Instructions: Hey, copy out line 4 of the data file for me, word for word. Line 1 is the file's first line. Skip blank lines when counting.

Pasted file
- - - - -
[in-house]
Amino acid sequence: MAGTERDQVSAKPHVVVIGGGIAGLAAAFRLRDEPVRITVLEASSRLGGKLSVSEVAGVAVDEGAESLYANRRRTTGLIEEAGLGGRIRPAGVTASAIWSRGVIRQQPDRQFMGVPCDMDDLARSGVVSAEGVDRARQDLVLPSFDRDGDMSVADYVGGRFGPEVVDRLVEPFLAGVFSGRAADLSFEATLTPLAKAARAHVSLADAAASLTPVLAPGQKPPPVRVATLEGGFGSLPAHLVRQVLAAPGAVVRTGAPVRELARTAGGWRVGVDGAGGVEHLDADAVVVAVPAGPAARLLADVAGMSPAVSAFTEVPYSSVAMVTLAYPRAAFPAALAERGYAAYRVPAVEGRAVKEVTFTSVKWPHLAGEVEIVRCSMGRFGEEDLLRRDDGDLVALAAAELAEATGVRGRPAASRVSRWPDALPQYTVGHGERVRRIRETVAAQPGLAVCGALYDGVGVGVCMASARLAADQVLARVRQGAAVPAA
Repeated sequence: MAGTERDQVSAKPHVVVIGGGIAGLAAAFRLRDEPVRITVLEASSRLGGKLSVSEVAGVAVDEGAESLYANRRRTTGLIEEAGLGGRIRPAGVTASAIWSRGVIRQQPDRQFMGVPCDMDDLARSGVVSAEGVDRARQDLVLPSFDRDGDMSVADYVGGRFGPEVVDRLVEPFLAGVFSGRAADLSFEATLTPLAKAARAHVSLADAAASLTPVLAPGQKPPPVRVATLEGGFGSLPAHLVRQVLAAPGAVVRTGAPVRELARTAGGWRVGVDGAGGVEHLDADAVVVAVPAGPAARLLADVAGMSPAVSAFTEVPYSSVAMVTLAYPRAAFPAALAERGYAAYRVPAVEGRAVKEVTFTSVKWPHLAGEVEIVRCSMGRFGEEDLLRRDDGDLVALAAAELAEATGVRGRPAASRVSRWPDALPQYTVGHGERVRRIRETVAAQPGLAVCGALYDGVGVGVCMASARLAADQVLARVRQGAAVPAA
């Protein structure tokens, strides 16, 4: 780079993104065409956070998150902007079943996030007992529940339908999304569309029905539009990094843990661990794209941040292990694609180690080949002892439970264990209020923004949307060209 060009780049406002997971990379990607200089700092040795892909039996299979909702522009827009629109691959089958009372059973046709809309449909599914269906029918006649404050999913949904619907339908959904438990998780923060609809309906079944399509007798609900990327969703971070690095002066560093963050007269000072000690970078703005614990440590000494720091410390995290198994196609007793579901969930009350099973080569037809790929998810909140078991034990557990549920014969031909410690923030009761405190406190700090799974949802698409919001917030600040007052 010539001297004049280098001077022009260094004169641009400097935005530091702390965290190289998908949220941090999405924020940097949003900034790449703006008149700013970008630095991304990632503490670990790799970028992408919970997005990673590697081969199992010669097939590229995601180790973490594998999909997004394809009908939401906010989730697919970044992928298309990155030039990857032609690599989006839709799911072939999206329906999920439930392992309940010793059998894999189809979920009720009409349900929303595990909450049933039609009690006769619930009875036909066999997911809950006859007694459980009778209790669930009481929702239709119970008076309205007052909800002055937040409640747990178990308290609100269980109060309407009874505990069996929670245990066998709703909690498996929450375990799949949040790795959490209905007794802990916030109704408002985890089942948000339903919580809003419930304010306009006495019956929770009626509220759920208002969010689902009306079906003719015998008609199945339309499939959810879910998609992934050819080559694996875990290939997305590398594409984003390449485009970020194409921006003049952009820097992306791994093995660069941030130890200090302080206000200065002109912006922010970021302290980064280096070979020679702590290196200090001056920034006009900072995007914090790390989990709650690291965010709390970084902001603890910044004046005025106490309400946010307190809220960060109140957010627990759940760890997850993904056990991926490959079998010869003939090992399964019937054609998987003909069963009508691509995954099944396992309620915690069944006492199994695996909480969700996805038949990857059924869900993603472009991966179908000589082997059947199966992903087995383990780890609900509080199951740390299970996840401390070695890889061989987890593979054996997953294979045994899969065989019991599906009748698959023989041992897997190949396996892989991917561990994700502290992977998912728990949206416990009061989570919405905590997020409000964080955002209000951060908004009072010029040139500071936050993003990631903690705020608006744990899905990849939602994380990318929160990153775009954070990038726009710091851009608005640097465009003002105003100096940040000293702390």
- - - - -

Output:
């Protein structure tokens, strides 16, 4: 780079993104065409956070998150902007079943996030007992529940339908999304569309029905539009990094843990661990794209941040292990694609180690080949002892439970264990209020923004949307060209 060009780049406002997971990379990607200089700092040795892909039996299979909702522009827009629109691959089958009372059973046709809309449909599914269906029918006649404050999913949904619907339908959904438990998780923060609809309906079944399509007798609900990327969703971070690095002066560093963050007269000072000690970078703005614990440590000494720091410390995290198994196609007793579901969930009350099973080569037809790929998810909140078991034990557990549920014969031909410690923030009761405190406190700090799974949802698409919001917030600040007052 010539001297004049280098001077022009260094004169641009400097935005530091702390965290190289998908949220941090999405924020940097949003900034790449703006008149700013970008630095991304990632503490670990790799970028992408919970997005990673590697081969199992010669097939590229995601180790973490594998999909997004394809009908939401906010989730697919970044992928298309990155030039990857032609690599989006839709799911072939999206329906999920439930392992309940010793059998894999189809979920009720009409349900929303595990909450049933039609009690006769619930009875036909066999997911809950006859007694459980009778209790669930009481929702239709119970008076309205007052909800002055937040409640747990178990308290609100269980109060309407009874505990069996929670245990066998709703909690498996929450375990799949949040790795959490209905007794802990916030109704408002985890089942948000339903919580809003419930304010306009006495019956929770009626509220759920208002969010689902009306079906003719015998008609199945339309499939959810879910998609992934050819080559694996875990290939997305590398594409984003390449485009970020194409921006003049952009820097992306791994093995660069941030130890200090302080206000200065002109912006922010970021302290980064280096070979020679702590290196200090001056920034006009900072995007914090790390989990709650690291965010709390970084902001603890910044004046005025106490309400946010307190809220960060109140957010627990759940760890997850993904056990991926490959079998010869003939090992399964019937054609998987003909069963009508691509995954099944396992309620915690069944006492199994695996909480969700996805038949990857059924869900993603472009991966179908000589082997059947199966992903087995383990780890609900509080199951740390299970996840401390070695890889061989987890593979054996997953294979045994899969065989019991599906009748698959023989041992897997190949396996892989991917561990994700502290992977998912728990949206416990009061989570919405905590997020409000964080955002209000951060908004009072010029040139500071936050993003990631903690705020608006744990899905990849939602994380990318929160990153775009954070990038726009710091851009608005640097465009003002105003100096940040000293702390």